Museum Coordinator Katie Harvey gathers personal memories from people of the community. One such story was that of a plane hitting the house of Richard and Kitty Stack in 1956.
On Jan 9, 1956 Col Carl Payne, Director of Operations for North East Air Command (NEAC) of the US Air Force at Pepperrell AFB, tragically crashed immediately after takeoff from Torbay Airport, hitting the Stack house. His aircraft then skidded across a field and his remains, and the remains of his aircraft, went over a cliff to the beach and water below.
Col Payne Tribute
The story and fate of Col Payne appeared in print earlier this year in The Telegram in an article by retired photojournalist Gary Hebbard (email@example.com). Gary followed this story in pursuit of his passion as an aviation writer and researcher.
His article appears in two parts in the links below.
The Museum, which has many interesting exhibits, is building a display remembering Col Carl Payne. This display includes newspaper articles about the crash, uniforms of the USAF from the period, and will also include details of the crash accompanied by photos and stories from the people in the community that witnessed it.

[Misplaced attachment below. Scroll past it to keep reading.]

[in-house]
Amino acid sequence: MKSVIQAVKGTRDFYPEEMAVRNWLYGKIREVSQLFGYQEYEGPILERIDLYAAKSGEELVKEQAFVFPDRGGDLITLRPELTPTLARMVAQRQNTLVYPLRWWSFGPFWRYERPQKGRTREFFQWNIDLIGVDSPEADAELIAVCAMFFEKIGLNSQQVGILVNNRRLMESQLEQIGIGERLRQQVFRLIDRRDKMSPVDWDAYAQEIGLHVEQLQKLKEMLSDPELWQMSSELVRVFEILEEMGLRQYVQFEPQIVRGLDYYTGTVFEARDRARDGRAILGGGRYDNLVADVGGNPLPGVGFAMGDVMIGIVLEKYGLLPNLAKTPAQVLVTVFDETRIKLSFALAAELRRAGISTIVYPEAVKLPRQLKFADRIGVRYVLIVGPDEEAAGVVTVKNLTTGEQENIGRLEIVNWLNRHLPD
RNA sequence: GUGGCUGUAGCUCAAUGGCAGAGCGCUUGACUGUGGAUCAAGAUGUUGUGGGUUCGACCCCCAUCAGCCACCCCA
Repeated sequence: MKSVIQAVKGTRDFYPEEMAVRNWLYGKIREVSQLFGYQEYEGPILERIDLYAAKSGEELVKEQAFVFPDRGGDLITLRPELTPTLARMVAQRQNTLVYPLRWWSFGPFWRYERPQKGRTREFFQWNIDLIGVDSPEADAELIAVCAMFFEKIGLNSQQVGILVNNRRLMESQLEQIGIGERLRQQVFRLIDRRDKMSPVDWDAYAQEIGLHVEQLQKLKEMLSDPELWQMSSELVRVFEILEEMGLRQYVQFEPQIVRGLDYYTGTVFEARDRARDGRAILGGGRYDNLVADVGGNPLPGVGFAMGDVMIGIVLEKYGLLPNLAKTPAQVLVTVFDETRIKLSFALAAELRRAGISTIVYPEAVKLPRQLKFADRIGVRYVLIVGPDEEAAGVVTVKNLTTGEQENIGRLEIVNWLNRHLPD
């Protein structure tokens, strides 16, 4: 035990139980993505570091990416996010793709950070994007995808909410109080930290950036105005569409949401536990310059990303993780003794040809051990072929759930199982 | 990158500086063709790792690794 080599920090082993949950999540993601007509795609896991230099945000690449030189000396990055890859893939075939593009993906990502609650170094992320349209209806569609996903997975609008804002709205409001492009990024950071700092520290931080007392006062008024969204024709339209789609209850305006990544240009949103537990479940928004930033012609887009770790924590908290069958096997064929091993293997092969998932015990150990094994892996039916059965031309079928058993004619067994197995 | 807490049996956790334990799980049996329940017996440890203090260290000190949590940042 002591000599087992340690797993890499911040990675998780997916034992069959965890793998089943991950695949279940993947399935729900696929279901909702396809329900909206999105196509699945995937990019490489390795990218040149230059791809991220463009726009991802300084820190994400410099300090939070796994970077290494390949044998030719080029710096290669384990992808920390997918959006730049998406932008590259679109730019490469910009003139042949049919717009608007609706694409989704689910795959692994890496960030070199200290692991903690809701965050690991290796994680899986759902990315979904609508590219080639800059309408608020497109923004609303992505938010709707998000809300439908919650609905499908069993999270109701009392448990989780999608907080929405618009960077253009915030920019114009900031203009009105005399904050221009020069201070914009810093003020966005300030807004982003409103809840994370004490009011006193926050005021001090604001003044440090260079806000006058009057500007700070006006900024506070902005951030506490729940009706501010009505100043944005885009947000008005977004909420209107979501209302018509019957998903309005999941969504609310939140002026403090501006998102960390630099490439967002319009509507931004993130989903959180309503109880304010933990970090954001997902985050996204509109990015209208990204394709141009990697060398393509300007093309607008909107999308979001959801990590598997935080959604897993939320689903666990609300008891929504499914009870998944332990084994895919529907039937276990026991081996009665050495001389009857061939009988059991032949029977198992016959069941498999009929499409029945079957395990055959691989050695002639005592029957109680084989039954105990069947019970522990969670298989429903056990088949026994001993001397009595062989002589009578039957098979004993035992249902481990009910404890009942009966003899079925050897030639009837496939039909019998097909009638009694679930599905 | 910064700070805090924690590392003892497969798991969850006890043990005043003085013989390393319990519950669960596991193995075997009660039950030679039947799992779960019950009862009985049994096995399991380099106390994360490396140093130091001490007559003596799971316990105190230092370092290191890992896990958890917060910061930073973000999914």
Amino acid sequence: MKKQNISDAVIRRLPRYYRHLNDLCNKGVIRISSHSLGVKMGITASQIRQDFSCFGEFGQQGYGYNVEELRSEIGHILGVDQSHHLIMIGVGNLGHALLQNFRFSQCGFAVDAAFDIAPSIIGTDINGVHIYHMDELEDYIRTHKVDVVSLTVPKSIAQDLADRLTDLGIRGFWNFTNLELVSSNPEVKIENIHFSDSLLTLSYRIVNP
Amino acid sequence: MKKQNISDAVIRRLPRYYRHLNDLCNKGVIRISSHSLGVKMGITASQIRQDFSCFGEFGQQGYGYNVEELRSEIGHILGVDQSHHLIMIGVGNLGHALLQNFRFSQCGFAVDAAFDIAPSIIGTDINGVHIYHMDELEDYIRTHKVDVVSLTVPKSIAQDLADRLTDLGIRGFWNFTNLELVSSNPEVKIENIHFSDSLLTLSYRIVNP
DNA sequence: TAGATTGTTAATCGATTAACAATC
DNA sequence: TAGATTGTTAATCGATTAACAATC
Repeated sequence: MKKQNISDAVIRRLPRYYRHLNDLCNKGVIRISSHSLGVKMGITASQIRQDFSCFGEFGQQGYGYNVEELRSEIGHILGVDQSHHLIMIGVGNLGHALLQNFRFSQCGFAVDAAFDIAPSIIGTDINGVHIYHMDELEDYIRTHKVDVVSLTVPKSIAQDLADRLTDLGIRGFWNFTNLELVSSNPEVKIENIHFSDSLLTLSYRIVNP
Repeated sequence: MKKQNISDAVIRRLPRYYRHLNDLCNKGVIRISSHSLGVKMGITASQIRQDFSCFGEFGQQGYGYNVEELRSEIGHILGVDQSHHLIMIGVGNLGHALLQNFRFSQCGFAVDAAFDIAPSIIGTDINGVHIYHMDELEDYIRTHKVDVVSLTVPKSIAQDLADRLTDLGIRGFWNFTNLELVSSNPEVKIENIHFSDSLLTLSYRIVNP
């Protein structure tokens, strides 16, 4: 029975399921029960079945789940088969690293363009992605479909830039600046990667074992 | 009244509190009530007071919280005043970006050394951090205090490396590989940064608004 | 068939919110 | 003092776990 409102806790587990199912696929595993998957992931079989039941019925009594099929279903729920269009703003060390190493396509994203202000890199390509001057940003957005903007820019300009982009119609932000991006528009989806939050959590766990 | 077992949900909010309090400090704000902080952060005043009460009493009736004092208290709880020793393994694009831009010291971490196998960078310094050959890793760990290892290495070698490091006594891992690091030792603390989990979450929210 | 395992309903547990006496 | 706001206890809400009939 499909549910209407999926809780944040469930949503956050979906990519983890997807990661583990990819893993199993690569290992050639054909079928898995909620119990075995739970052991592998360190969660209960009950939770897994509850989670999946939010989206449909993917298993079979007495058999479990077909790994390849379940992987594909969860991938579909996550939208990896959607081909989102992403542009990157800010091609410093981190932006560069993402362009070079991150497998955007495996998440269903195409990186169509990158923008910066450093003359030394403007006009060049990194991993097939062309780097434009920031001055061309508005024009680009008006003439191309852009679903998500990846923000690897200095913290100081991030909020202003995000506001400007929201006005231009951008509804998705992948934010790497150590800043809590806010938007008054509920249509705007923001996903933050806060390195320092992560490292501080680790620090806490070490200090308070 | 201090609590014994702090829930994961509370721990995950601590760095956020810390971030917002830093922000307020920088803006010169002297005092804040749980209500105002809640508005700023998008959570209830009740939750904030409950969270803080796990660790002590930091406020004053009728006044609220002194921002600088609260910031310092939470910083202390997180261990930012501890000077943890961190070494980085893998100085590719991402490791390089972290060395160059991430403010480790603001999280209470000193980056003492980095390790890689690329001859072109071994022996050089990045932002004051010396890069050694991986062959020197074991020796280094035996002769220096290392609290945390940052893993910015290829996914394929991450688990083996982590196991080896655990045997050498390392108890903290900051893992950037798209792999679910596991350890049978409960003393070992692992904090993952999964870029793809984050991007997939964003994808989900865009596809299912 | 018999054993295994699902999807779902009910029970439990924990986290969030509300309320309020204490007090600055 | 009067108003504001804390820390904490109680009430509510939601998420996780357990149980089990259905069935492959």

Gary, a friend of the Club, put the Museum in touch with IPMS St. John’s.
The T-33 Shooting Star (T-Bird), built by Tony from our club, will be a central piece of that display.
The kit is the Academy 1/48 scale kit and is painted to represent Col Payne’s aircraft (Bu 53-5134), as it was in 1956, based on best research available to us.
The Logy Bay-Middle Cove-Outer Cove Museum will be revealing the Col Carl Payne exhibit at the Museum (744 Logy Bay Road) on September 5.